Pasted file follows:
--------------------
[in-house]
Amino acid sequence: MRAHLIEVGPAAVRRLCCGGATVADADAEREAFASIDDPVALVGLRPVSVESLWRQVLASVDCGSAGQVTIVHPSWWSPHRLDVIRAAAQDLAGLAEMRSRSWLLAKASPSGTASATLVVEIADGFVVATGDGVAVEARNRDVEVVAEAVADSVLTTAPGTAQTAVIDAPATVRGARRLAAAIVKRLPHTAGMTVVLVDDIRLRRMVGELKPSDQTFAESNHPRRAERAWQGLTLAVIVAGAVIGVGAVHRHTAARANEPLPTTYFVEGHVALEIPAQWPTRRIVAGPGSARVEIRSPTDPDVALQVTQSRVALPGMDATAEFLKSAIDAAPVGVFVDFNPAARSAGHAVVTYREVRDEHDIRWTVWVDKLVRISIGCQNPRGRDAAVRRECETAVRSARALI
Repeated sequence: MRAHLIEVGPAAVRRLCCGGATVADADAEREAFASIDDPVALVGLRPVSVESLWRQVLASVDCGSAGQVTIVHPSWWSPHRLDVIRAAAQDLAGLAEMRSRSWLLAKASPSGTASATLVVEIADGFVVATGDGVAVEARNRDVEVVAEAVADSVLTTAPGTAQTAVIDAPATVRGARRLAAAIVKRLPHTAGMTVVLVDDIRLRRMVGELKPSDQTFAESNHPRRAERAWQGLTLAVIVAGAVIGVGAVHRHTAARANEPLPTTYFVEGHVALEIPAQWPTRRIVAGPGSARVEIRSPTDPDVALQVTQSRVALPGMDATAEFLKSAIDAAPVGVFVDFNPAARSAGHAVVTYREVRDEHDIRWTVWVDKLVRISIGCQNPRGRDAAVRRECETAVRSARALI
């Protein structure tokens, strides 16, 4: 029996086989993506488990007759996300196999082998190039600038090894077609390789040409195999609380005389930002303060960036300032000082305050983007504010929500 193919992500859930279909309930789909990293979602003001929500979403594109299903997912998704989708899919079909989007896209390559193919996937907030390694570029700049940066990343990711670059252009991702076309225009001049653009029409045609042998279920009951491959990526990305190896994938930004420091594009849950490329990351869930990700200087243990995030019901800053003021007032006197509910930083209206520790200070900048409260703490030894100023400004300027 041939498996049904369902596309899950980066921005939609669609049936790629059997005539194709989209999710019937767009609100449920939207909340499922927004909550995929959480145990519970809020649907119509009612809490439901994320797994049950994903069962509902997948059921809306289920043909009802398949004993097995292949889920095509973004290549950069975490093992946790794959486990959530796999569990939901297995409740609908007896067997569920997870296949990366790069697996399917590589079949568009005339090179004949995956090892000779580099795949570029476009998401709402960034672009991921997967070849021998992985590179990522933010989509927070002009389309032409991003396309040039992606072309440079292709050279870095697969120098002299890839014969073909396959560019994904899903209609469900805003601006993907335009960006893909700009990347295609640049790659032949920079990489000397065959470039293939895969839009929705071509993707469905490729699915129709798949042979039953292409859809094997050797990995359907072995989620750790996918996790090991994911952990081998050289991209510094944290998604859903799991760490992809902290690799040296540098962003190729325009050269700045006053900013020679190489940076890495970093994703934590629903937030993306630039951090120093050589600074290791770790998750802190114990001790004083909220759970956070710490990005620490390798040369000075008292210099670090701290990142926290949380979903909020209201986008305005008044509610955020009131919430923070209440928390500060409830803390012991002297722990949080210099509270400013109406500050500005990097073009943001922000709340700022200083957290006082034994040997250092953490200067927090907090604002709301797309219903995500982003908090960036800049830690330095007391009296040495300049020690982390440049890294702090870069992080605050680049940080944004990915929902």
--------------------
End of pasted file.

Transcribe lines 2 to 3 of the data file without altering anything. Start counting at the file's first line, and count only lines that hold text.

Amino acid sequence: MRAHLIEVGPAAVRRLCCGGATVADADAEREAFASIDDPVALVGLRPVSVESLWRQVLASVDCGSAGQVTIVHPSWWSPHRLDVIRAAAQDLAGLAEMRSRSWLLAKASPSGTASATLVVEIADGFVVATGDGVAVEARNRDVEVVAEAVADSVLTTAPGTAQTAVIDAPATVRGARRLAAAIVKRLPHTAGMTVVLVDDIRLRRMVGELKPSDQTFAESNHPRRAERAWQGLTLAVIVAGAVIGVGAVHRHTAARANEPLPTTYFVEGHVALEIPAQWPTRRIVAGPGSARVEIRSPTDPDVALQVTQSRVALPGMDATAEFLKSAIDAAPVGVFVDFNPAARSAGHAVVTYREVRDEHDIRWTVWVDKLVRISIGCQNPRGRDAAVRRECETAVRSARALI
Repeated sequence: MRAHLIEVGPAAVRRLCCGGATVADADAEREAFASIDDPVALVGLRPVSVESLWRQVLASVDCGSAGQVTIVHPSWWSPHRLDVIRAAAQDLAGLAEMRSRSWLLAKASPSGTASATLVVEIADGFVVATGDGVAVEARNRDVEVVAEAVADSVLTTAPGTAQTAVIDAPATVRGARRLAAAIVKRLPHTAGMTVVLVDDIRLRRMVGELKPSDQTFAESNHPRRAERAWQGLTLAVIVAGAVIGVGAVHRHTAARANEPLPTTYFVEGHVALEIPAQWPTRRIVAGPGSARVEIRSPTDPDVALQVTQSRVALPGMDATAEFLKSAIDAAPVGVFVDFNPAARSAGHAVVTYREVRDEHDIRWTVWVDKLVRISIGCQNPRGRDAAVRRECETAVRSARALI